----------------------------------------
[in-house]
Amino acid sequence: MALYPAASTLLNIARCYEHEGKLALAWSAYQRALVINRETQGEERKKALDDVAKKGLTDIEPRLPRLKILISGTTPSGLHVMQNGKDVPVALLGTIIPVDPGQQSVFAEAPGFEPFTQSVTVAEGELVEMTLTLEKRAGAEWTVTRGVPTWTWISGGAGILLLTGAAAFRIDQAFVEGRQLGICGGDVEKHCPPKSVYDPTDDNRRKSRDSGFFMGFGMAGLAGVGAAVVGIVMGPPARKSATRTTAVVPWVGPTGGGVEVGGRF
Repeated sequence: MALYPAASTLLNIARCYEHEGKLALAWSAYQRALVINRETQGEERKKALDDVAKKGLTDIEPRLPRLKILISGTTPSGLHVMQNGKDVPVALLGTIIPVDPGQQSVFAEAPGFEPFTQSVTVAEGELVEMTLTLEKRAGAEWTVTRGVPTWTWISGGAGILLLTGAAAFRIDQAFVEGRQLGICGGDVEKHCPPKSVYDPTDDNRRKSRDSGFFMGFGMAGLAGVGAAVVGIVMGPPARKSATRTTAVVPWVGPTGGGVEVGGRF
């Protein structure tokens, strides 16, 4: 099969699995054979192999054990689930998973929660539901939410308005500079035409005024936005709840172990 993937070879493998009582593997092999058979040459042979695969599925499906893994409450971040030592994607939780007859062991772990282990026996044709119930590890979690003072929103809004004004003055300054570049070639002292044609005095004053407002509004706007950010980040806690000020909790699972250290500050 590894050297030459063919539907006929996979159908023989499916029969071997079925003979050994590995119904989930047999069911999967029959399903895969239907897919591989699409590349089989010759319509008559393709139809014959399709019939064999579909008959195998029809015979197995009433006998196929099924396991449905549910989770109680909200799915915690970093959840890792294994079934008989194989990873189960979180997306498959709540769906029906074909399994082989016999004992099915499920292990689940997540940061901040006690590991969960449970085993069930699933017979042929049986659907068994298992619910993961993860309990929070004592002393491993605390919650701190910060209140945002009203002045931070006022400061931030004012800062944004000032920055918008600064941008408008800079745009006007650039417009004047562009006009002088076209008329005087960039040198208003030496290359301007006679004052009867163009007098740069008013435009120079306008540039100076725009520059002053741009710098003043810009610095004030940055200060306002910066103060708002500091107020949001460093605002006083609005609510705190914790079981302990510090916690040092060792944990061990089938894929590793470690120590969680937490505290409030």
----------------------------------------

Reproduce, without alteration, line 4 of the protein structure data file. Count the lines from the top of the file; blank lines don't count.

């Protein structure tokens, strides 16, 4: 099969699995054979192999054990689930998973929660539901939410308005500079035409005024936005709840172990 993937070879493998009582593997092999058979040459042979695969599925499906893994409450971040030592994607939780007859062991772990282990026996044709119930590890979690003072929103809004004004003055300054570049070639002292044609005095004053407002509004706007950010980040806690000020909790699972250290500050 590894050297030459063919539907006929996979159908023989499916029969071997079925003979050994590995119904989930047999069911999967029959399903895969239907897919591989699409590349089989010759319509008559393709139809014959399709019939064999579909008959195998029809015979197995009433006998196929099924396991449905549910989770109680909200799915915690970093959840890792294994079934008989194989990873189960979180997306498959709540769906029906074909399994082989016999004992099915499920292990689940997540940061901040006690590991969960449970085993069930699933017979042929049986659907068994298992619910993961993860309990929070004592002393491993605390919650701190910060209140945002009203002045931070006022400061931030004012800062944004000032920055918008600064941008408008800079745009006007650039417009004047562009006009002088076209008329005087960039040198208003030496290359301007006679004052009867163009007098740069008013435009120079306008540039100076725009520059002053741009710098003043810009610095004030940055200060306002910066103060708002500091107020949001460093605002006083609005609510705190914790079981302990510090916690040092060792944990061990089938894929590793470690120590969680937490505290409030």